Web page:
Hi Blog Followers, I’m having a few computer glitches with the internet at home and also at Camp, so I have chosen to continue to include some favourite photo’s from Ultraman Australia 2016, which is the event for my charity of 2016 and the finale of the 3+2+1=Charity which I finish in May 2017. The next couple of blogs I hope to be able to include photo’s from the Ironman New Zealand 70.3 (Half Ironman in Taupo), which I completed on 10 Dec 16 and the Rotorua Half Ironman which I completed this weekend (17 Dec 16), both of which were after the Napier Iron Maori Half Ironman on 3 Dec 16. These 3 events over 3 consecutive weekends make up the 3 of the 3+2+1=Charity.
So I got through the Rotorua Half Ironman which was eventful to say the least… One would think I would have learnt to check the course details by now, as this was the first event of such a distance that I ever did in 2011 I didn’t think much would of changed, but in the five years since the course route had definitely changed, for the run at least…lol!
I left the Army Leave Centre at 0530 thinking that would be plenty of time, once I arrived I realised all the bike racks were taken, so I followed the other late arrivals and laid my bike down on the grass beside the rope fence ensuring it wouldn’t get damaged and then laid my gear out. I needed an urgent toilet stop and couldn’t believe their were no portaloos and had to queue up at the public toilet which was taking forever for the queue to get through, but I had no option for this toilet stop lol. By the time I got in and out again they were announcing the Race Brief and stating 4 minutes until the men start. I had to run back to where my gear was and get my Wetsuit on which isn’t an easy task, find someone to help me zip it up as it is one that zips together from the top to the bottom, grab my Transponder, Swim Cap, Goggles and Garmin and run to the lake (I can just see Coach Ray rolling his eyes back reading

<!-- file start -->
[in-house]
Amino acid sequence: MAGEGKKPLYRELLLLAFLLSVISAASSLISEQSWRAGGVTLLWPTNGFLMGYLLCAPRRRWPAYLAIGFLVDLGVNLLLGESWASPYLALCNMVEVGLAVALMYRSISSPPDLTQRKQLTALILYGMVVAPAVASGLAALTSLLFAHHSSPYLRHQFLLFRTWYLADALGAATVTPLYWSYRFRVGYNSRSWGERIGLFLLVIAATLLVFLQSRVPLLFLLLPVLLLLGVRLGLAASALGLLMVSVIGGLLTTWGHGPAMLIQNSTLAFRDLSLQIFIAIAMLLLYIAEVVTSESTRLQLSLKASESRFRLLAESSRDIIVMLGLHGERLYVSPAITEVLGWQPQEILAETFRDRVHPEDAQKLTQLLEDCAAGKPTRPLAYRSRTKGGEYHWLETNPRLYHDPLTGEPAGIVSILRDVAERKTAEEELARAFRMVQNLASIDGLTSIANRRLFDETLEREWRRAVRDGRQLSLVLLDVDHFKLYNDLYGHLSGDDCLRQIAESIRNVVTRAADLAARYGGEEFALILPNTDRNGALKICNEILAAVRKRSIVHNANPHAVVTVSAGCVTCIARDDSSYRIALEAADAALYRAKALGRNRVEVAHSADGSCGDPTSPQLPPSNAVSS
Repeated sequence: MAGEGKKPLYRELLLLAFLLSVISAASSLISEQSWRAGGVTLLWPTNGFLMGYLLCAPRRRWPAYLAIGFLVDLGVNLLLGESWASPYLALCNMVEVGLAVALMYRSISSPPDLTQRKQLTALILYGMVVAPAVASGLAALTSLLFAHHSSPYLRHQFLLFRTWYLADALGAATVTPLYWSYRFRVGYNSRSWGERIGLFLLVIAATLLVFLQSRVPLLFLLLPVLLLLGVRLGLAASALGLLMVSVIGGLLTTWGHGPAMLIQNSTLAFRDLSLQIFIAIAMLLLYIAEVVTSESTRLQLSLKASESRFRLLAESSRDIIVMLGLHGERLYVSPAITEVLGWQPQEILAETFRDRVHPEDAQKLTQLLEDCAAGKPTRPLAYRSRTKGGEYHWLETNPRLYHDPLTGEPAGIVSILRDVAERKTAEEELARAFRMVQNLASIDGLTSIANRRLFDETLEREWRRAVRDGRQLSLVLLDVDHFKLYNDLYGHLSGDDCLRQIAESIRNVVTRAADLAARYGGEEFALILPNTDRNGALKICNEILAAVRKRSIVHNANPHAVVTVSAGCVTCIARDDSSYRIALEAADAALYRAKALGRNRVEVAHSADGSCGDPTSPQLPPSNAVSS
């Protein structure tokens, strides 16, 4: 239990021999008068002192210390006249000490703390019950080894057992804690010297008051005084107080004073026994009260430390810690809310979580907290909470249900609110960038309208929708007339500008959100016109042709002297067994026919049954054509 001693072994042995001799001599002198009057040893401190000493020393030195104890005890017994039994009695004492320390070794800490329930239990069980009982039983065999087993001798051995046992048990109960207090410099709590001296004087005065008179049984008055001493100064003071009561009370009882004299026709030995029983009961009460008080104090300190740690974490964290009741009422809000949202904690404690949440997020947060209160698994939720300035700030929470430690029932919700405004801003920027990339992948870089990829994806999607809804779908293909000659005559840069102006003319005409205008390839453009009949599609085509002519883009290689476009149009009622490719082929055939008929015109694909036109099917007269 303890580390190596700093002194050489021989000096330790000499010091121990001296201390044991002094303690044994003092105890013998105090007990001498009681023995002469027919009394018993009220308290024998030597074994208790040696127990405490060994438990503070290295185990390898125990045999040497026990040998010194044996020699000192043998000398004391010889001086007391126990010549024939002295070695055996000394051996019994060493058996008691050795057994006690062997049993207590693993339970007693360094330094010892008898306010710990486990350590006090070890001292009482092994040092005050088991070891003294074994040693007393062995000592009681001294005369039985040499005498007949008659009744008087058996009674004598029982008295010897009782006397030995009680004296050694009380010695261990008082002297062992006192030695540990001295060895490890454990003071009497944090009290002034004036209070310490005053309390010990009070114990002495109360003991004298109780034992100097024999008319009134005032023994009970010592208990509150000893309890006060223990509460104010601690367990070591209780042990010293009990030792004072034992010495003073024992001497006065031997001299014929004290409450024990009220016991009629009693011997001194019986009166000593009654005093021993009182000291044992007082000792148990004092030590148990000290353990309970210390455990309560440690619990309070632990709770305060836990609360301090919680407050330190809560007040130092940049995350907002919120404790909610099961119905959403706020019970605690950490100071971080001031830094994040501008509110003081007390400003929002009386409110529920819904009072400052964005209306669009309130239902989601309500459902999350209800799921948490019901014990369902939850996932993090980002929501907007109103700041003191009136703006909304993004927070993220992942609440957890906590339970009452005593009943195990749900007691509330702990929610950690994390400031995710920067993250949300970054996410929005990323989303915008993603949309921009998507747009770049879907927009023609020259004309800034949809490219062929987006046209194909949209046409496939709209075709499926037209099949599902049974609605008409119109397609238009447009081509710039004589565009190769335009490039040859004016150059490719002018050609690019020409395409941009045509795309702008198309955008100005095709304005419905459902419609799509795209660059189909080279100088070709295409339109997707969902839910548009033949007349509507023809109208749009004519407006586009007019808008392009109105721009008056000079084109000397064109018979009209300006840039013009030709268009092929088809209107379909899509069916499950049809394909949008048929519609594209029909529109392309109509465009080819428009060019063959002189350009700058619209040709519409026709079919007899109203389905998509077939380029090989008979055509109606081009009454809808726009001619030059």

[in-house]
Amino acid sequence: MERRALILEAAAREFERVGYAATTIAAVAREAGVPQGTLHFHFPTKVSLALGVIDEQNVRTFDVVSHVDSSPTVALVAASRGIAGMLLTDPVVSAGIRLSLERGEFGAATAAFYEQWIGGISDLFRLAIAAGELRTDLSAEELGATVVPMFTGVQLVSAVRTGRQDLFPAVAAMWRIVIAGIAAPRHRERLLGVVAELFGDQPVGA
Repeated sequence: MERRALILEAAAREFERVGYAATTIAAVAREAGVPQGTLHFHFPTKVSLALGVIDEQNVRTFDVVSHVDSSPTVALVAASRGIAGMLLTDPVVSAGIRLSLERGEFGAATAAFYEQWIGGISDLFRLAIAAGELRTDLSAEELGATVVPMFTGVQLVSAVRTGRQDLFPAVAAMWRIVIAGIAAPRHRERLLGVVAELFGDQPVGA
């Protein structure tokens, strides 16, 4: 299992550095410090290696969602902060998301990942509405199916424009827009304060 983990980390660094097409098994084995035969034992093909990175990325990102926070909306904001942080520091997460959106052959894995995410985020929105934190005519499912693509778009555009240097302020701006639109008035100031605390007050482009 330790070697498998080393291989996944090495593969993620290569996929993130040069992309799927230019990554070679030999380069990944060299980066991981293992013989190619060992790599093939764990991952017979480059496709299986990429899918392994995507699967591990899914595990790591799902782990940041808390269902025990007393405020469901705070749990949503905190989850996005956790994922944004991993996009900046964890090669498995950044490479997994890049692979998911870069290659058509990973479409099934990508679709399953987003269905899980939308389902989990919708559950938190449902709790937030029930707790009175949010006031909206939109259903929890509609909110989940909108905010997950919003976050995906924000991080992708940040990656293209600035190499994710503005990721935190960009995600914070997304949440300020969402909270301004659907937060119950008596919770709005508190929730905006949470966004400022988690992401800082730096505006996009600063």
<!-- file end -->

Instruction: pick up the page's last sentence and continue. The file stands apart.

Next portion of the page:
this). With my Swim Cap and Transponder on the starter gun went off and all the swimmers took off. I threw water on face and dipped my Goggles, shook the water out and placed them on, smacked the start button on my Garmin then then played catch up to get to the swimmers… Bugger! At least I didn’t have time to consider pre-race nerves. I knew I caught them by the 2nd buoy as I got a smack in the back of the head by accident by another swimmer. The course was 1 lap for those doing the Quarter Ironman and 2 laps for us doing the Half Ironman. The course obviously thinned out for the 2nd lap and then I went through transition to run to the back to where my bike was, under the careful watch of my partner who snapped a couple of photo’s and gave me grief for being so out of character disorganised. Those that know me know I have everything laid out and prepared to the “T”.
I headed out on the bike and knew once over the initial hill from Blue Lakes it was a steep downhill. It was reported later there was something like 4 accidents on the bike. I came across two on this downhill with the ambulance in attendance, but the one I saw really had me worried for the young female cyclist unconscious on the ground which I won’t describe any further, needless to say it left a sickening feeling, and with ambulance and bystanders giving her attendance, the only thing I could do was follow instructions and cycle past, I would of only gotten in the way of her aid.